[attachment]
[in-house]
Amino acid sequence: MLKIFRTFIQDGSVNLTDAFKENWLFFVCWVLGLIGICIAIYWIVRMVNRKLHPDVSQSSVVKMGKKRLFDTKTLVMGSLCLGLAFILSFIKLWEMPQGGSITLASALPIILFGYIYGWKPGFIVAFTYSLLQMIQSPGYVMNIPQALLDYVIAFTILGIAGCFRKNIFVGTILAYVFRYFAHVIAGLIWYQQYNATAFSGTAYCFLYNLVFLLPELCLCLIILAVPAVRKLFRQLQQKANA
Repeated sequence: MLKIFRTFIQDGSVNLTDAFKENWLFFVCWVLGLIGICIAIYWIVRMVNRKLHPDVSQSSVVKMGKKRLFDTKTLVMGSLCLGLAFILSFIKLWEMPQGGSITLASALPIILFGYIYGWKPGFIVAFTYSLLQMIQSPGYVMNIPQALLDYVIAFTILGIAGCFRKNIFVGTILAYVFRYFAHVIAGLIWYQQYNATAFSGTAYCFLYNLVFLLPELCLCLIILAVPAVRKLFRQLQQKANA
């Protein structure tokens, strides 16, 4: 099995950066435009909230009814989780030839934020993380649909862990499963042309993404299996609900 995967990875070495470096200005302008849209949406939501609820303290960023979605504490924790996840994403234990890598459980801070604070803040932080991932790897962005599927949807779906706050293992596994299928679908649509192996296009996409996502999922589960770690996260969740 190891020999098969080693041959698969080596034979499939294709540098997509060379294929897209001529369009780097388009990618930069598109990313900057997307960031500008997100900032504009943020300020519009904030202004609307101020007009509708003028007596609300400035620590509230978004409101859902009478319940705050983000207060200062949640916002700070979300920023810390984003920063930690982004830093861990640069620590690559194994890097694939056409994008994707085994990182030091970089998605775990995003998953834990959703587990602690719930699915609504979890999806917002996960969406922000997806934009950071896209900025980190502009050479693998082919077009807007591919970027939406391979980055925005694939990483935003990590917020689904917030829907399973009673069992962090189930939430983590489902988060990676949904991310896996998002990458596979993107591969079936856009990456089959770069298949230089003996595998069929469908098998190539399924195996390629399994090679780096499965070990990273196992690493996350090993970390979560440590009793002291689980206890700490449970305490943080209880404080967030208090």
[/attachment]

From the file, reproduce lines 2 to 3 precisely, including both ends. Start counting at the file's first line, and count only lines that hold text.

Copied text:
Amino acid sequence: MLKIFRTFIQDGSVNLTDAFKENWLFFVCWVLGLIGICIAIYWIVRMVNRKLHPDVSQSSVVKMGKKRLFDTKTLVMGSLCLGLAFILSFIKLWEMPQGGSITLASALPIILFGYIYGWKPGFIVAFTYSLLQMIQSPGYVMNIPQALLDYVIAFTILGIAGCFRKNIFVGTILAYVFRYFAHVIAGLIWYQQYNATAFSGTAYCFLYNLVFLLPELCLCLIILAVPAVRKLFRQLQQKANA
Repeated sequence: MLKIFRTFIQDGSVNLTDAFKENWLFFVCWVLGLIGICIAIYWIVRMVNRKLHPDVSQSSVVKMGKKRLFDTKTLVMGSLCLGLAFILSFIKLWEMPQGGSITLASALPIILFGYIYGWKPGFIVAFTYSLLQMIQSPGYVMNIPQALLDYVIAFTILGIAGCFRKNIFVGTILAYVFRYFAHVIAGLIWYQQYNATAFSGTAYCFLYNLVFLLPELCLCLIILAVPAVRKLFRQLQQKANA